On the bottle it says 2MG/ML
Okay, that's what we needed to know. And just so you understand...vets can have it compounded so that it's either a weaker or stronger concentration. So, to say that one vet dosed at 0.1ml and the other dosed it at 0.8ml, doesn't necessarily mean anything. It could have been a different concentration of the same drug from one vet to the other.
Based on James Carpenters 5th edition of Exotic Animal Formulary
, which is what I generally use as a guide, Benazepril has a range of effectiveness in rodents
0.05mg/kg to 0.1 mg/kg. It is recommended to give a dose once every 24 hours
, the dosage is a little higher:
0.25mg/kg to 0.5mg/kg. Again, recommended to be given once every 24 hours
Using the high-end rodent
recommendation, if Joy weighs roughly .9kg, the amount needed of the drug would be .09 milligrams (mg)
. 0.09 divided by the concentration of Benazepril in that bottle (2mg/ml) would be 0.045
milliliters. That dose is a very small amount -- not even 0.1ml.
Using the high-end amount for rabbits
of 0.5mg/kg, the amount needed of the drug would be 0.45 milligrams (mg)
. Divided by the concentration of Benazapril in the bottle (2mg/ml) equals a dose of 0.23 ml.
As you can see from this, with the concentration of Benazepril that you were given, you would be looking at giving somewhere between 0.05 ml and 0.2 ml. Your vet's recommendation of 0.1 ml would be within that range.
However...Pinta states that her vet uses a higher range:
From my vet: We usually used at least 1 mg/kg twice daily and occas went up to 2 mg/kg, if they weren't responding and if I recall correctly. I have always felt Fortekor to be very safe in GP's tho an overdose could cause low blood pressure and a very lethargic pig.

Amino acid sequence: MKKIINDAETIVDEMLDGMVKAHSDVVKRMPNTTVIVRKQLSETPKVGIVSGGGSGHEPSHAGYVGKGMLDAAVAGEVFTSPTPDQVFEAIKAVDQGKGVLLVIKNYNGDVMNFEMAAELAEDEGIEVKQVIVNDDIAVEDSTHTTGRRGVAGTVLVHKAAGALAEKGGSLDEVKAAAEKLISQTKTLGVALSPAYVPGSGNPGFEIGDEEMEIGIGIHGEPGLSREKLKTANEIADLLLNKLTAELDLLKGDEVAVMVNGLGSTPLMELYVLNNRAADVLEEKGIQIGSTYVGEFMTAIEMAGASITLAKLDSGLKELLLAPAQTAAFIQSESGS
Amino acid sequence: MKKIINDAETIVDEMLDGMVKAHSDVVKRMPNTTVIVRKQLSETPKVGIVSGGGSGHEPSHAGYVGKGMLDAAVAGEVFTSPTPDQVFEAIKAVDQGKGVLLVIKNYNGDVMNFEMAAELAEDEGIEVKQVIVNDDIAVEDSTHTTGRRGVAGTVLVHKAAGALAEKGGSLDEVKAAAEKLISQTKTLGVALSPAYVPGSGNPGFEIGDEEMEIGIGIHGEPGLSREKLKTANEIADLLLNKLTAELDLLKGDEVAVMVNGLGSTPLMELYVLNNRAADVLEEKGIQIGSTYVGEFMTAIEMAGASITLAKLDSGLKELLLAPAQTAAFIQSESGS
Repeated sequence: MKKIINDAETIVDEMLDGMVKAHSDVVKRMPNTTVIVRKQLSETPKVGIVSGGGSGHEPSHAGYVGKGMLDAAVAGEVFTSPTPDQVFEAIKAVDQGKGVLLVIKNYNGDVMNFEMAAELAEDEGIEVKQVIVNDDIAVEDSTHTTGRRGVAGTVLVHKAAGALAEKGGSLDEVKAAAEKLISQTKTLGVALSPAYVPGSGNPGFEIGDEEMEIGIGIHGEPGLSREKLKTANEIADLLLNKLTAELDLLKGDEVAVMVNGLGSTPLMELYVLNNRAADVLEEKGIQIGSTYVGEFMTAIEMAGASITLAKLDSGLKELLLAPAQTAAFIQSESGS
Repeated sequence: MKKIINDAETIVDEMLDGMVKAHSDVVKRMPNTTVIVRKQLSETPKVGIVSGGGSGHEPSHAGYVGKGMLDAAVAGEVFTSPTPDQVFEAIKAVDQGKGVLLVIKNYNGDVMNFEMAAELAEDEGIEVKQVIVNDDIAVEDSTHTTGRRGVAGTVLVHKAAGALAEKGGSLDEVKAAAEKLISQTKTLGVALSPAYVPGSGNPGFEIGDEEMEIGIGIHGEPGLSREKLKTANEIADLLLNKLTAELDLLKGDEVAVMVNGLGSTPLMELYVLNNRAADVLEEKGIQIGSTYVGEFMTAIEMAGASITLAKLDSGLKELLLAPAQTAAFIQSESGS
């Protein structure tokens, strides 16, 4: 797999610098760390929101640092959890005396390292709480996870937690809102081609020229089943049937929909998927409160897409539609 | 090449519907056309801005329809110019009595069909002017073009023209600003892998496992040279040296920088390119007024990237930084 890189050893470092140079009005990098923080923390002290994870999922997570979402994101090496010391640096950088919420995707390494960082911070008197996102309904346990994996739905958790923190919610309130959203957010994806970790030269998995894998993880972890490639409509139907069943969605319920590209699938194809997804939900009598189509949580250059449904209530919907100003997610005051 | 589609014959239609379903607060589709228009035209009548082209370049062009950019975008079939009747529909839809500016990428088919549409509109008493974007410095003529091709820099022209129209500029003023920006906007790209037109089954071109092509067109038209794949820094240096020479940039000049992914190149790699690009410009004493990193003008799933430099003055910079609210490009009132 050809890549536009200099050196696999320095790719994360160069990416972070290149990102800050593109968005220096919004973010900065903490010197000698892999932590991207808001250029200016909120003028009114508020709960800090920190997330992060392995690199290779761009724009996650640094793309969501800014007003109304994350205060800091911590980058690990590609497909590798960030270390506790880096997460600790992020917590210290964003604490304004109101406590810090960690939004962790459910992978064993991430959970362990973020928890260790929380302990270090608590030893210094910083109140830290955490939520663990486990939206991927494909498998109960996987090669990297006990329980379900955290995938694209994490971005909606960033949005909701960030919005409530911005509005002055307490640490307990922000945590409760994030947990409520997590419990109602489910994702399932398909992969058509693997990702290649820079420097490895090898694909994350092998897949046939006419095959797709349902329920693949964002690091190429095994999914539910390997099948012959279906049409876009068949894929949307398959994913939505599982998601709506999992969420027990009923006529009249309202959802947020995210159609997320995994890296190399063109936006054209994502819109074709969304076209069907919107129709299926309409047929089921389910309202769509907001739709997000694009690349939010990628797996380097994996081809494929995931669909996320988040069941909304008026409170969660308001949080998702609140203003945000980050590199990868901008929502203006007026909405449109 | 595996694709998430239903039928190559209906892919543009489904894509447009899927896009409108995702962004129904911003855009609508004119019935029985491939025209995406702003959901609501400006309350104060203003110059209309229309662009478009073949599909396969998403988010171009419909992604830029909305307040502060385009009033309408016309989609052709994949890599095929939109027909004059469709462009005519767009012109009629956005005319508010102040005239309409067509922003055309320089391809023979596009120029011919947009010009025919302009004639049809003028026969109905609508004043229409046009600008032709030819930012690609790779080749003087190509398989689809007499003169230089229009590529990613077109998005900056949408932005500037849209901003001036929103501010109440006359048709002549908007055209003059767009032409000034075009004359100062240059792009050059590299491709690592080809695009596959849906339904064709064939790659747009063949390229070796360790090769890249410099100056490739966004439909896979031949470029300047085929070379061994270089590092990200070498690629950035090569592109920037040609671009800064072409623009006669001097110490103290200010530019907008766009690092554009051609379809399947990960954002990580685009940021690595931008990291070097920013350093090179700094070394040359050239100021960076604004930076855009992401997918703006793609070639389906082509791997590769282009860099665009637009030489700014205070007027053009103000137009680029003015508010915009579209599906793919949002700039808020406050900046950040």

The dose would be 0.45
ml for Joy, based on that, twice a day. That would be substantially higher than what your vet has suggested. Pinta has a lot of experience with heart pigs (I do not), but as Pinta and Lynx both pointed out, nobody here can in good conscience say to you, "Yes, you should give Joy that much higher amount." Every animal is different. The fact that Joy seemed to crash on the amounts you were giving her (either from the upped Benazepril or upped Flusapex or both) would seem to point to it being too high or too frequent for her
. Just my opinion.
As a side note, I did notice in Plumb's Veterinary Drug Handbook
(8th edition) that Flusapex combined with Benazepril can
have an increased risk of hypotension (low blood pressure). One of the many symptoms of low blood pressure is loss of consciousness.